- Develop template contract, and require that all contracts are compliant with template. All deviations should receive legal review.
- Provide template to all of your contracting parties.
6. Establish appropriate monitoring systems for billing federal health care programs.
Participation in clinical drug trials raises a number of obligations with respect to billing Medicare for services rendered. In addition, the OIG (Office of Inspector General) is concerned that providers are billing the Medicare program for services for which the provider already has been reimbursed pursuant to a clinical trial agreement with a manufacturer. Improper billing implicates the Federal Anti-Kickback Statute and the Federal False Claims Act.
The billing rules for billing the Medicare program for clinical trials vary depending upon whether the clinical trial is for a drug, for a cancer drug, for an approved drug, non-approved use or for a non- approved use. The rules also differ for devices.
- Appoint someone in the billing department to act as the clinical research trial liaison and the billing expert for clinical trials.
- This person would be responsible for interfacing with the study coordinator, as needed, providing training to the billing department, monitoring the status of research trials and assessing the billing status of drugs/devices subject to a clinical trial.
- Develop a training process for the billing department so that they are informed of all study services and the scope of the study to enhance more accurate billing.
7. Research Meetings-make sure they are modest.
Research meetings to exotic locations or with no scientific purpose implicate the federal Anti-Kickback Statute.
Make sure they:
- Are Modest.
- Not promotional.
- Have a scientific purpose.
- Are the appropriate size.
- Have appropriate participants.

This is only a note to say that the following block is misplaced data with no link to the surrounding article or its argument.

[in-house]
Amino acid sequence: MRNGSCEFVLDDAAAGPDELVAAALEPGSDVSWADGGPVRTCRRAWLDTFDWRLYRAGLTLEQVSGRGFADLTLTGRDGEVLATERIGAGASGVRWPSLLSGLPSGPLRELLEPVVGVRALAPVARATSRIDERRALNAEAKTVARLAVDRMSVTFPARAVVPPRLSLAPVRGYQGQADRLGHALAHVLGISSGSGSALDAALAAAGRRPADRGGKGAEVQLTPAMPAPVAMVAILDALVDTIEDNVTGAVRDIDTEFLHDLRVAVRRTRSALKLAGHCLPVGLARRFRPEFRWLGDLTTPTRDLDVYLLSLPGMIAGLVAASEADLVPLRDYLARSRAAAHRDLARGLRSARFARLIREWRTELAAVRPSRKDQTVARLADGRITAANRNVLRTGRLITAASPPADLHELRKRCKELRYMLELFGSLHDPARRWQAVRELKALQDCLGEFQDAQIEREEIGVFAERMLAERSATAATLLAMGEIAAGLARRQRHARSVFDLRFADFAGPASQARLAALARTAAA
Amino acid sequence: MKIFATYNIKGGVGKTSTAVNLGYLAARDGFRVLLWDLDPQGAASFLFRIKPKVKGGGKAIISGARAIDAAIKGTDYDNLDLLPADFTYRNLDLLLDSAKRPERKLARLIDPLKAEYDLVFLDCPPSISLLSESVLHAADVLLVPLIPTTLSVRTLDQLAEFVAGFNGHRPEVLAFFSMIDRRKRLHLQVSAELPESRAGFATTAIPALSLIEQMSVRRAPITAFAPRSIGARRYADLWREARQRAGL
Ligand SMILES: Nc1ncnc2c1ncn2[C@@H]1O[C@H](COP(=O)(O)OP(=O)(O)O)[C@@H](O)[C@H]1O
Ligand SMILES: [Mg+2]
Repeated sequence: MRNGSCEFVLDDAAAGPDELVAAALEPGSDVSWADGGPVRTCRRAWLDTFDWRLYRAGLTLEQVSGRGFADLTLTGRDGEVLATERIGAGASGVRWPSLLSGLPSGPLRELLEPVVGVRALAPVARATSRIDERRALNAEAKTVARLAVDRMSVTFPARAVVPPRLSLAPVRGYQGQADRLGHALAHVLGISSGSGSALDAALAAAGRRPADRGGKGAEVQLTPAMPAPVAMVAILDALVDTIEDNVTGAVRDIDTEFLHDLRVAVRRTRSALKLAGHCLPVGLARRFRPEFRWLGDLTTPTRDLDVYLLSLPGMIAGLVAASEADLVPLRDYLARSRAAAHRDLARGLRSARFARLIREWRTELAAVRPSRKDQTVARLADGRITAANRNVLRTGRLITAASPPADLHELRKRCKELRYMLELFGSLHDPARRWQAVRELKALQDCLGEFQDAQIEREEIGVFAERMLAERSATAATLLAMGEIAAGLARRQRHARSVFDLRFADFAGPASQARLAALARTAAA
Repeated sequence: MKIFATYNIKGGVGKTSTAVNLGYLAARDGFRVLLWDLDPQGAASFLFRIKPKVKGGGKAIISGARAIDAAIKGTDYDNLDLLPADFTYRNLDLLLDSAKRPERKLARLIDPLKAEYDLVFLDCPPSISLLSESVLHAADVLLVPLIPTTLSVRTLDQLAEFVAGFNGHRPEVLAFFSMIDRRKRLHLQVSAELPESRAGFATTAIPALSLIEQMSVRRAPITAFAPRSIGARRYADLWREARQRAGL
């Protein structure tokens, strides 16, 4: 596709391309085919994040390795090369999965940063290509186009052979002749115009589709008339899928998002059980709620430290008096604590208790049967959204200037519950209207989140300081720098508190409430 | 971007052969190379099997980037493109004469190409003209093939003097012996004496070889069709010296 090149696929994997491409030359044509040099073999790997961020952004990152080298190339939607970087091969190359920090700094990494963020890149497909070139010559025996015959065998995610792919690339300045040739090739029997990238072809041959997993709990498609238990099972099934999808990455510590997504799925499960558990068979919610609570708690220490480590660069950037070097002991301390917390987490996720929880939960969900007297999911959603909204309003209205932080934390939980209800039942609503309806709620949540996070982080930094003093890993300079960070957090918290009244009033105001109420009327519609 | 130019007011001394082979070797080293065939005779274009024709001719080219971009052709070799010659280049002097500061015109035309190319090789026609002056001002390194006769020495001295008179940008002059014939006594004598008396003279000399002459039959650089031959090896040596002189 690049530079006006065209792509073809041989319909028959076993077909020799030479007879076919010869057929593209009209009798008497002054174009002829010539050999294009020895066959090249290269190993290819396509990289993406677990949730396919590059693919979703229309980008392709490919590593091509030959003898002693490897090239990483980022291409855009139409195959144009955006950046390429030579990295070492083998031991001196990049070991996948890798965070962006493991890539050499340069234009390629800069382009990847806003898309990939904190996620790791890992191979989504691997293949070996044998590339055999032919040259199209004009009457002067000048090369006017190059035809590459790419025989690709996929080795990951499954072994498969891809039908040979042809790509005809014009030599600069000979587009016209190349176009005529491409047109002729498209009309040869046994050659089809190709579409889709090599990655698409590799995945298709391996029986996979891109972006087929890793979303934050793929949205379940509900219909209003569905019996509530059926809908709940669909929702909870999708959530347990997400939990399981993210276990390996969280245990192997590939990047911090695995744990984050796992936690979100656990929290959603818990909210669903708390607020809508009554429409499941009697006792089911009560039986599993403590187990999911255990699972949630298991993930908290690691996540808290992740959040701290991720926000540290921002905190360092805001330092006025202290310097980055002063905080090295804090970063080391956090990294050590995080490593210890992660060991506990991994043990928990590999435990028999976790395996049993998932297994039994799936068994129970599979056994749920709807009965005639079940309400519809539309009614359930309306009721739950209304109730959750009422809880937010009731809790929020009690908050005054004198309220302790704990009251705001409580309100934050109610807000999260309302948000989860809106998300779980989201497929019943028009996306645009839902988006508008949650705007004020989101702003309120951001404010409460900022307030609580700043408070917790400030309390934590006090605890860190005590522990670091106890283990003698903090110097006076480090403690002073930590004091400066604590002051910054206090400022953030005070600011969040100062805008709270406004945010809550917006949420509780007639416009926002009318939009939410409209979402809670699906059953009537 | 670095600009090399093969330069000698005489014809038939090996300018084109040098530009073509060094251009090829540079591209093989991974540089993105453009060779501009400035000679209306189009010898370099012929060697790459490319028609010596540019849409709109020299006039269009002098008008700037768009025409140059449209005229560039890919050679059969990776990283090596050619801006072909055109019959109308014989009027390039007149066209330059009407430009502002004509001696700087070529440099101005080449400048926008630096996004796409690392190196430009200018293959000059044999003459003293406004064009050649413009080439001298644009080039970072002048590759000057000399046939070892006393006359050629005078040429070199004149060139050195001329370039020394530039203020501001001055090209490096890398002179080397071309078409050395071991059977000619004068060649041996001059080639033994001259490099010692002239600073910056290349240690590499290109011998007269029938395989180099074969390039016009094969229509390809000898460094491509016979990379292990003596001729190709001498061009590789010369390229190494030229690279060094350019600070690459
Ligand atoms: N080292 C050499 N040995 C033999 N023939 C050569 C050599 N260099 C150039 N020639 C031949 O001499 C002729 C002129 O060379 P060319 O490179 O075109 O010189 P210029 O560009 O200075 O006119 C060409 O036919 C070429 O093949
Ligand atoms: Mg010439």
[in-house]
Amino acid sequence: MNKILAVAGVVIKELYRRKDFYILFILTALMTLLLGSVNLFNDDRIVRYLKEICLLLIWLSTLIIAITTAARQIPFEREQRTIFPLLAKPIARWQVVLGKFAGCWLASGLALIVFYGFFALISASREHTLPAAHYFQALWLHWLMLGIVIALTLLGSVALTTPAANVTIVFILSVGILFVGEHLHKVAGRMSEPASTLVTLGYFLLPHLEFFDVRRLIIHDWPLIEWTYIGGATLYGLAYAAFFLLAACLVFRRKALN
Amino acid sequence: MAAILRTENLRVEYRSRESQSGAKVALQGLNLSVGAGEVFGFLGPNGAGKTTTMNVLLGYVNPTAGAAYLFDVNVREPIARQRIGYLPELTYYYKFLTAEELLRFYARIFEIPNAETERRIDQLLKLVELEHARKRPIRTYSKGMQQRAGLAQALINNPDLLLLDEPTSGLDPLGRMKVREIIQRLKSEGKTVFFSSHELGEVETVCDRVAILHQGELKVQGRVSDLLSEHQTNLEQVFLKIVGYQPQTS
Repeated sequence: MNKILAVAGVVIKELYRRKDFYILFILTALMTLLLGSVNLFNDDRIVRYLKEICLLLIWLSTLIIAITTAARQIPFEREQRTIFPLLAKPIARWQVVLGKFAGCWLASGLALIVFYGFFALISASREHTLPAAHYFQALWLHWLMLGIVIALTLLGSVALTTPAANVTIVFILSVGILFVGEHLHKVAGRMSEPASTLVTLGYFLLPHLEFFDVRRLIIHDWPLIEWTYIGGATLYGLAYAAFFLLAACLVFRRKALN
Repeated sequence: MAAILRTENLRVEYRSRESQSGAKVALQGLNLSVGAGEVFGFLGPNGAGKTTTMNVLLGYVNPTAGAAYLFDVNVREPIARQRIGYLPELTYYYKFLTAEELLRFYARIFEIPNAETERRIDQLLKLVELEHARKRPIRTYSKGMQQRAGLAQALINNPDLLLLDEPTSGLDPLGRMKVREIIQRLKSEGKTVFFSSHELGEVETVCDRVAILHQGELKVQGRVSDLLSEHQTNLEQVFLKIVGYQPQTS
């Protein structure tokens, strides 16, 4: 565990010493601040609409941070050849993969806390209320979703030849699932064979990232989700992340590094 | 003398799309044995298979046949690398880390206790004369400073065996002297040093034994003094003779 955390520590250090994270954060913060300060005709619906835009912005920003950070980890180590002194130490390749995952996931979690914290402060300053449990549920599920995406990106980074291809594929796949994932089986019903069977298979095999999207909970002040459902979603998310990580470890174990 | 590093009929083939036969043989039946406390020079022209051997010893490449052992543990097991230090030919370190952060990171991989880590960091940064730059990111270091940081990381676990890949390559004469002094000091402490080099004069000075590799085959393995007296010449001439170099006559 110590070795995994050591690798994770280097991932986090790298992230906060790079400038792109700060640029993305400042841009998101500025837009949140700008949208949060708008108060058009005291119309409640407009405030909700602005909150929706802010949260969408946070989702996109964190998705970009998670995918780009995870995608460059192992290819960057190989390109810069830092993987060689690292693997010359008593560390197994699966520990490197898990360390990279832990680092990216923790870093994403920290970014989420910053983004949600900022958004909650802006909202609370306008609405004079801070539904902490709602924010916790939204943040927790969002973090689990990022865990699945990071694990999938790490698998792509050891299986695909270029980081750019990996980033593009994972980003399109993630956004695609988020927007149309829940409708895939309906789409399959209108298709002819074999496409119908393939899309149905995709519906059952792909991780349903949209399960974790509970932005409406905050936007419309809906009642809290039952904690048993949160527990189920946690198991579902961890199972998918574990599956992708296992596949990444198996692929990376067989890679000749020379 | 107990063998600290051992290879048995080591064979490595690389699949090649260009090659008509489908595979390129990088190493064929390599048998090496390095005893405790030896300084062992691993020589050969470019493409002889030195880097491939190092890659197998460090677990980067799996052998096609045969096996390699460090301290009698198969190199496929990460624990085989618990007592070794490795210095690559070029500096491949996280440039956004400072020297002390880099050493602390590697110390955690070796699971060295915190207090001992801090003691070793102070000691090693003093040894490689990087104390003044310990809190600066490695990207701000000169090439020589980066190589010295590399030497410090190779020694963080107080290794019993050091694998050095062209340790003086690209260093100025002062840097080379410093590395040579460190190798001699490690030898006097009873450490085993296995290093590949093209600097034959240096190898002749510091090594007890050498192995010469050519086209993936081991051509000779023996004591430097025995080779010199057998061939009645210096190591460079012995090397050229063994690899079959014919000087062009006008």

- Are at the appropriate locale.
8. Completion of clinical trial.
You must make sure that there is an appropriate completion of the study with appropriate follow-up demonstrates that the study had a valid scientific purpose and scientific pursuit.
- Completion of clinical trial requirements.
- Are study results published? Utilized?
- Ensure that billing no longer bills patient as if study is in place.
- Excess funds will need to be allocated.
Keep on Auditing Your Study for Compliance and audit it randomly during the course of the trial.
Examples of audit areas (as explained above) could include:
- Are services for enrolled patients billed correctly?
- Has patient recruitment met requirements?
- Is investigation following study protocol?
- Is study operating within parameters of budget?
- Do any financial conflicts of interest exist?
- Does study continue to have legitimate scientific purpose?
- Are funds correctly allocated?
At Khatri Medical Licensing & Law, we can set up a compliant study for you, create appropriate contracting, fee arrangements, advise you on best practices, and help you audit for compliance in regards to Stark Law, AKS, IRS issues and any state laws and regulations.
Please contact us at Info@KhatriMedlaw.com or (310) 896-5183.